And that’s only the first half of the book.  “The Time Roads” is a complex, enthralling tale filled with amazing characters all struggling to find their places in an ever changing cosmos. Despite the uncertainty of each new future that challenges them, they learn to rely on the inner strength that is their true, immutable constant. That human love and loyalty, despite their many failings, will in the end triumph. A tip of the pulp fedora to Beth Bernobich for a truly unforgettable adventure.

Sunday, February 10, 2019


The Lost Cool & Lam Mystery
By Erle Stanley Gardner
Writing as A.A. Fair
Had Case Crime
218 pgs

There is no specific reason we’ve never read an Erle Stanley Gardner book before. Truth be told, we were never impressed with the highly popular Perry Mason TV series starring Raymond Burr; though Mom and Dad watched it faithfully. Most likely that particular disdain was behind our lack of interest in Mr. Gardner. Oh, we were well aware that he was one of the few writers who began his career in the pulps and successfully achieved the goal of becoming a bestselling author.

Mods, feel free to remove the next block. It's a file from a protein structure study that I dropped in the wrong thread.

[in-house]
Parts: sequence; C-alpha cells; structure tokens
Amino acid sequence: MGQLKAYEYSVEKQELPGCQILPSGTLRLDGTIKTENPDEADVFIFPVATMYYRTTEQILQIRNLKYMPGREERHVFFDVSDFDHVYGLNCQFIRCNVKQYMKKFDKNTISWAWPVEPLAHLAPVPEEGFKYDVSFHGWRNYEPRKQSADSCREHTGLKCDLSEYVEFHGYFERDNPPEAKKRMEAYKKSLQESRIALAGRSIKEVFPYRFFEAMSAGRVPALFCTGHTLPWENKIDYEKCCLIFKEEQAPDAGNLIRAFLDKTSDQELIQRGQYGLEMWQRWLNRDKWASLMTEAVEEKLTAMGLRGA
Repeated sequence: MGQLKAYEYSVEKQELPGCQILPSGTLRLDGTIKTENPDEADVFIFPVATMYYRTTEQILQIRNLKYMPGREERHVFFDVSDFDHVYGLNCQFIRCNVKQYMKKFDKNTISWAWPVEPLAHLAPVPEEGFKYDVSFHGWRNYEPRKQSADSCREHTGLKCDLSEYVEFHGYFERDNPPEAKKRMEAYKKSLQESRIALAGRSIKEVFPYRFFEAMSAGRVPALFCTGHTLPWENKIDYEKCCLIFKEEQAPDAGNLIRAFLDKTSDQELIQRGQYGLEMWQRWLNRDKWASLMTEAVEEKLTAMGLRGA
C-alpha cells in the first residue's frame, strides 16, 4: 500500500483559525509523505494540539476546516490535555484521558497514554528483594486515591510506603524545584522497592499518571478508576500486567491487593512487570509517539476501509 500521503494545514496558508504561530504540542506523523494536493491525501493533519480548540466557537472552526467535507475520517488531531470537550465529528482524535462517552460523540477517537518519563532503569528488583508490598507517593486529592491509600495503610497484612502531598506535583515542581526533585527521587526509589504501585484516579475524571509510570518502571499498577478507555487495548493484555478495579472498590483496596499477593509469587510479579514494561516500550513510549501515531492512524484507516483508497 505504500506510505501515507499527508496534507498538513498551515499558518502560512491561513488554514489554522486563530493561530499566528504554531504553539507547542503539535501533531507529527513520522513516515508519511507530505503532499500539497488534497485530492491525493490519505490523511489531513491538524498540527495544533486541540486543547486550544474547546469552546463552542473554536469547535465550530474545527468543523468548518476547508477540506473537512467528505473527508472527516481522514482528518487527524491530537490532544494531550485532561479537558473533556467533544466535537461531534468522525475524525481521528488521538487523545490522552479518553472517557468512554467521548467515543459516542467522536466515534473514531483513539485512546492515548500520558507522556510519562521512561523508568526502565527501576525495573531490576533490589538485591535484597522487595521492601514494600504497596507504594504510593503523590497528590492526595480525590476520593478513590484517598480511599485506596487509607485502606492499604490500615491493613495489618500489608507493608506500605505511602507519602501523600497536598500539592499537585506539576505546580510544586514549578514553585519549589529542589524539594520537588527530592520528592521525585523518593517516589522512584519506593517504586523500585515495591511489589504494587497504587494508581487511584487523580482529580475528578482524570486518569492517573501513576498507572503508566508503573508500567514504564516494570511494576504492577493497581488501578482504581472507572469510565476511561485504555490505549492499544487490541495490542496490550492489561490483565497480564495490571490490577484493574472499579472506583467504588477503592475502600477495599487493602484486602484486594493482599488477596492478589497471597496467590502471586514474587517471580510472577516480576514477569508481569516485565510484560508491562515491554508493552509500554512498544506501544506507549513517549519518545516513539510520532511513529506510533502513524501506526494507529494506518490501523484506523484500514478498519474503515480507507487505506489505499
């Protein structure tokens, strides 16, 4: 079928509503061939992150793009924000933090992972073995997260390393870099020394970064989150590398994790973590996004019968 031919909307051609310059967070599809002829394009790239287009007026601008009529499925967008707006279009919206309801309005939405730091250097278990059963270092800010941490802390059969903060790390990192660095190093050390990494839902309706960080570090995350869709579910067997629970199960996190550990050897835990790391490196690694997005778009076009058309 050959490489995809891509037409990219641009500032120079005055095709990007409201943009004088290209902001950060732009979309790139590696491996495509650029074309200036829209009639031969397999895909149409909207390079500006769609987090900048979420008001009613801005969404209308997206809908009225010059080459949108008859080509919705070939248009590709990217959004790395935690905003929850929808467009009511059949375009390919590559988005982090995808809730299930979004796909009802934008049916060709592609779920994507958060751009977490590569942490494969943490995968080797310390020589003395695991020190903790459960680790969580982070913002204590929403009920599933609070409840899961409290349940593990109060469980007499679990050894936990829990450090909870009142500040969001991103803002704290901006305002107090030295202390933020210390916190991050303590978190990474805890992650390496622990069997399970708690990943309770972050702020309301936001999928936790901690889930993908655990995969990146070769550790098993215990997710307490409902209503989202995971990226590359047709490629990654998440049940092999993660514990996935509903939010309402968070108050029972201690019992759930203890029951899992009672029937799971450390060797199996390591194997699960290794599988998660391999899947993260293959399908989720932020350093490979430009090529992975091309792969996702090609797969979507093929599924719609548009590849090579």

At the same time Gardner, himself a lawyer, was pumping out his Perry Mason cases, he was also writing detective yarns featuring a really odd pair, overweight private investigator Bertha Cool and her operative, Donal Lam. These he penned under the pseudonym of A.A. Fair. Thus you can imagine the excitement when Hard Case Crime, a stellar publishing house devoted to classic mysteries, uncovered this lost Cool & Lam novel. In his wonderful afterword, writer Russell Atwood explains the history of the book which was originally intended to be the second in the series. There’s no need to repeat his essay except to say it’s a nice bonus to this first ever printing.